This week, Green America congratulated T-Mobile on being the first telecom company in the U.S. to adopt the RE100 pledge, the company’s commitment to move to 100 percent renewable energy by 2021.

T-Mobile is the first of the big four telecom companies in the United States to make such a pledge.

Green America’s “Hang Up on Fossil Fuels” campaign, which started in 2017, focuses attention on the enormous amount energy used by the telecom sector and the fact that the biggest companies get the vast majority of their energy from fossil fuels. The telecom sector in the U.S. uses as much energy as 3 million households.

T-Mobile CEO John Legere released a video directing people to support Green America’s campaign and challenging AT&T and Verizon to match its commitment to 100 percent renewable energy. Check it out here.

“This is a game-changer within the telecom industry, which has lagged behind other sectors in making commitments to clean energy,” said Todd Larsen, executive co-director of consumer and corporate engagement at Green America. “T-Mobile is making it clear that it is entirely possible for telecom companies, with their massive energy use, to make a 100 percent clean energy commitment. AT&T, Verizon and Sprint should all make similar commitments.”

“Consumers who care about the climate now have an environmentally conscious option when choosing a cell phone provider. They can support a company that is making an unprecedented 100 percent clean energy commitment,” said Beth Porter, program director for Green America. “People should not have to choose between using their phones to text and tweet, and protecting the planet. If T-Mobile’s announcement helps move the entire industry to 100% renewable energy, we won’t have to make that choice.”

Green America is calling on AT&T and Verizon, the two largest telecom companies in the U.S., to increase their renewable energy use to 100% by 2025, and will be issuing a report on the industry titled “Clean Energy is Calling” in February that will track the progress of the four largest companies in the sector – AT&T, Verizon, Sprint, and T-Mobile – in adopting clean energy and energy efficiency measures, and reducing their greenhouse gasses overall.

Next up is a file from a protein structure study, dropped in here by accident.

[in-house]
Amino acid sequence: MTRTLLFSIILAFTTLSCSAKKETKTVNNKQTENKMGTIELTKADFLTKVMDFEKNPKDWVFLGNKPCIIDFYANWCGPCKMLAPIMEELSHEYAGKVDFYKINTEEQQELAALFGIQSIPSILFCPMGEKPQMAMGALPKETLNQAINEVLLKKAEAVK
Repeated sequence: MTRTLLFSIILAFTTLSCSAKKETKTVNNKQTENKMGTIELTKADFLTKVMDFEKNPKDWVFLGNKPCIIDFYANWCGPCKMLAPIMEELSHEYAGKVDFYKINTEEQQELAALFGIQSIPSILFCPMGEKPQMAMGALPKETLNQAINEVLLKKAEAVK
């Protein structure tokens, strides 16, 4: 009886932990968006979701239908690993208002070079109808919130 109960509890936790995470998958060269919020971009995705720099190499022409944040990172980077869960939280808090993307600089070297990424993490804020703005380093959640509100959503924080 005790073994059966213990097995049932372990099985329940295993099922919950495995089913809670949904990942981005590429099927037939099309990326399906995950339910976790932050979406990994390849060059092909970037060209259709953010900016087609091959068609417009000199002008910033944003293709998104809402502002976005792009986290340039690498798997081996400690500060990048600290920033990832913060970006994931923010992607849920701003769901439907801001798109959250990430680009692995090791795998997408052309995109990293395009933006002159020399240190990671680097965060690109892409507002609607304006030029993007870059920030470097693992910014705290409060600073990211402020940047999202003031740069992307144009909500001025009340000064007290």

The post Will More Mobile Giants Step Up For Renewable Energy Commitment? appeared first on Mobile Marketing Watch.

Mobile Marketing Watch

SoftBank buys into Line’s mobile service in Japan

 SoftBank is partnering up with messaging app Line to help develop its Line Mobile telecom service. Line announced that it has agreed to allow SoftBank to take a 51 percent in the business via an issuance of new shares. The deal is expected to close by March. From the documents, its mobile business is valued at around $ 15 million (1.7 billion JPY) but a company spokesperson told TechCrunch… Read More
Mobile – TechCrunch

Cake is a new mobile browser with swipeable search

A new browser aims to take on the likes of Chrome and Firefox, but only on your phone. Cake, which has picked up a big pile of venture capital, has just launched on Android today. The developers say it’s a faster and more convenient browsing experience because it was conceived of and built entirely for mobile. Is it? You can find out now.

Cake is heavily focused on search, but you can enter URLs as well.

Read More

Cake is a new mobile browser with swipeable search was written by the awesome team at Android Police.